Storia Di Un Minuto

Artist: Premiata Forneria Marconi
Label: Numero Uno
Catalog#: ZSLN 55055
Format: Vinyl
Country: United States
Released: 1972-02
A1 Introduzione 1:08
A2 Impressioni Di Settembre 5:40

Music By - Mogol

A3 È Festa 4:50
A4 Dove… Quando… (Parte I) 4:06
B1 Dove… Quando… (Parte II) 6:00
B2 La Carrozza Di Hans 6:46
B3 Grazie Davvero 5:50

Artwork By [Cover] - Caesar Monti
Artwork By [Cover] - Marco Domiani
Artwork By [Cover] - Wanda Spinello
Bass, Vocals - Giorgio Piazza
Drums, Synthesizer [Moog], Percussion, Vocals - Franz Di Cioccio
Electric Guitar, Acoustic Guitar, Guitar [12-string], Mandolin, Vocals - Franco Mussida
Engineer - Gaetano Ria
Flute, Violin, Vocals - Mauro Pagani
Music By - Franco Mussida
Music By - Mauro Pagani
Organ, Piano, Mellotron, Synthesizer [Moog], Vocals - Flavio Premoli
Producer - Premiata Forneria Marconi
Producer [In Collaboration With] - Claudio Fabi
Written-By, Arranged By - Premiata Forneria Marconi
Written-by, Arranged By [In Collaboration With] - Claudio Fabi


Runout grooves say also AKAI 26380 as cat number
Recorded at studio Fonorama, Milano.
(P)(C) BMG Ariola S.p.A. 1972

Strawberry Bricks Entry:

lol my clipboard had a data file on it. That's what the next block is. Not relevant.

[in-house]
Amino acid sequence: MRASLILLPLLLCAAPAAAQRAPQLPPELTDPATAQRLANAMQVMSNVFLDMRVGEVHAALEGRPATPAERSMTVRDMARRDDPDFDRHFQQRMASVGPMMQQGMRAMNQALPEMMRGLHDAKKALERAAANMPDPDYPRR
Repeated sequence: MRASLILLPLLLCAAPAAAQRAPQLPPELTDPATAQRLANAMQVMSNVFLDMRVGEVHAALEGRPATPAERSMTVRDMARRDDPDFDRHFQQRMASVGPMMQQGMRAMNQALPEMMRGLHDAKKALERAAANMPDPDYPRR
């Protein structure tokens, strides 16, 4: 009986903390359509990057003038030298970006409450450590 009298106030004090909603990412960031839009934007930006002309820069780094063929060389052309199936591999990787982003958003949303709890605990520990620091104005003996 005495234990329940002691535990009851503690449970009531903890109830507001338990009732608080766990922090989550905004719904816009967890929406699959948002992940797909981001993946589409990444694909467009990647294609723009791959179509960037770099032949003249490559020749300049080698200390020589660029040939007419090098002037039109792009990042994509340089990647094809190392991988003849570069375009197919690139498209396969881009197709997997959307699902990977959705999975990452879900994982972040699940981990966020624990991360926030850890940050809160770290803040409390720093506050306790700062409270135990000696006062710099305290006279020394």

English progressive rock was hugely popular in Italy during the early 70s, so it was only a matter of time before the Italians themselves decided to create progressive music as well. Premiata Forneria Marconi ("Award Winning Marconi Bakery") were at the forefront of this movement. Originally the beat group I Quelli, the members had enjoyed relative success in Italy as both a support band for others and as session musicians. But by the end of 1970, drummer Franz Di Cioccio, guitarist Franco Mussida, bassist Giorgio Piazza and keyboardist Flavio Premoli had formed PFM, named after the shop above their rehearsal space, and gone progressive. Multi-instrumentalist Mauro Pagani joined shortly thereafter, adding flute and violin. Their early shows were often in support of UK groups (Yes, Deep Purple) and their set included King Crimson and Jethro Tull covers. Their first album, Storia Di Un Minuto, is a brilliant statement. Although some English influences are within (most notably King Crimson), the album is uniquely Italian and PFM. The opener "Impressioni di Settembre" displays a detail quite unlike their British contemporaries. The tarantella of "È' Festa!" (my wife likes to call it "circus prog") is both lively and loopy, a testament to both their virtuosity and lightheartedness. The compositions on the second side combine many styles, but the spirited performance keeps the album as fresh as it is unique, in particular on the dramatic "Grazie Davvero." Though the album is sung in Italian, the language has a lyrical feel rendering it perhaps more familiar than foreign. Prog rock turned out to be a significant movement in Italy, as droves of Italian men began producing their own unique twists on the genre. However, few musicians—Italian, British or otherwise—would surpass the excellence of PFM.
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